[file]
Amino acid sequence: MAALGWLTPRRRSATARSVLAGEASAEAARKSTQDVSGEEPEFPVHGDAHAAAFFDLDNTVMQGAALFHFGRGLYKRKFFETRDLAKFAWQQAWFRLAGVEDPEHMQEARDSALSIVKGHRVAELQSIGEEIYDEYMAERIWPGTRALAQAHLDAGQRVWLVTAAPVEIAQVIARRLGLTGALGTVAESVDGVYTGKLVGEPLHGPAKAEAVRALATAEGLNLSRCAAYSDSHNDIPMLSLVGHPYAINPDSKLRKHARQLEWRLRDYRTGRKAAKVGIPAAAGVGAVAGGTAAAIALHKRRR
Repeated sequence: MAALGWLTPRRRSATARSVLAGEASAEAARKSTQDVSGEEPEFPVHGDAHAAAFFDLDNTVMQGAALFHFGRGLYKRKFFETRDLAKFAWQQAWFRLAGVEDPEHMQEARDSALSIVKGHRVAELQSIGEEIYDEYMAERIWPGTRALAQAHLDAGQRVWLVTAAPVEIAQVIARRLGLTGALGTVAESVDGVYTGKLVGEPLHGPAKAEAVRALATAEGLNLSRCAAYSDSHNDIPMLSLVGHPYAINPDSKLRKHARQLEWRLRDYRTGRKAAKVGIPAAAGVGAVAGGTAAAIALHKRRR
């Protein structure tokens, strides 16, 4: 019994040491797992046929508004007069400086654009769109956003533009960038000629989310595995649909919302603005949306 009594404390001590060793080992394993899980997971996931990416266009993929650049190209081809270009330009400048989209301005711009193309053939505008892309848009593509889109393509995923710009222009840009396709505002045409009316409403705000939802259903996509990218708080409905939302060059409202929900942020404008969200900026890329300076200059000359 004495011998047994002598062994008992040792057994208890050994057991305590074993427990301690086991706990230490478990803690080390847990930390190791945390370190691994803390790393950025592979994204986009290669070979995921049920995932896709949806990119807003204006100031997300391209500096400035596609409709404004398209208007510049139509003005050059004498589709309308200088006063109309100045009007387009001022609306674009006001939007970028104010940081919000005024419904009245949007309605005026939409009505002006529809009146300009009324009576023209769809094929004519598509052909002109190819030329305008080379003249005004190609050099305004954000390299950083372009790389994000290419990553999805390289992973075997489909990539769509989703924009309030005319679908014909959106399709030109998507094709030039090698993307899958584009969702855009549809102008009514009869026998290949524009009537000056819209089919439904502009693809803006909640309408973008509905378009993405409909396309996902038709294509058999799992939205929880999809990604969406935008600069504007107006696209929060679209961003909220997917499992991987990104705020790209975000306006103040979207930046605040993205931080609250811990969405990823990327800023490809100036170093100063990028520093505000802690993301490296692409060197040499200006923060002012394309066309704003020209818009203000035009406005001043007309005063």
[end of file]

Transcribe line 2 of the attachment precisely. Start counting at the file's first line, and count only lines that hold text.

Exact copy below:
Repeated sequence: MAALGWLTPRRRSATARSVLAGEASAEAARKSTQDVSGEEPEFPVHGDAHAAAFFDLDNTVMQGAALFHFGRGLYKRKFFETRDLAKFAWQQAWFRLAGVEDPEHMQEARDSALSIVKGHRVAELQSIGEEIYDEYMAERIWPGTRALAQAHLDAGQRVWLVTAAPVEIAQVIARRLGLTGALGTVAESVDGVYTGKLVGEPLHGPAKAEAVRALATAEGLNLSRCAAYSDSHNDIPMLSLVGHPYAINPDSKLRKHARQLEWRLRDYRTGRKAAKVGIPAAAGVGAVAGGTAAAIALHKRRR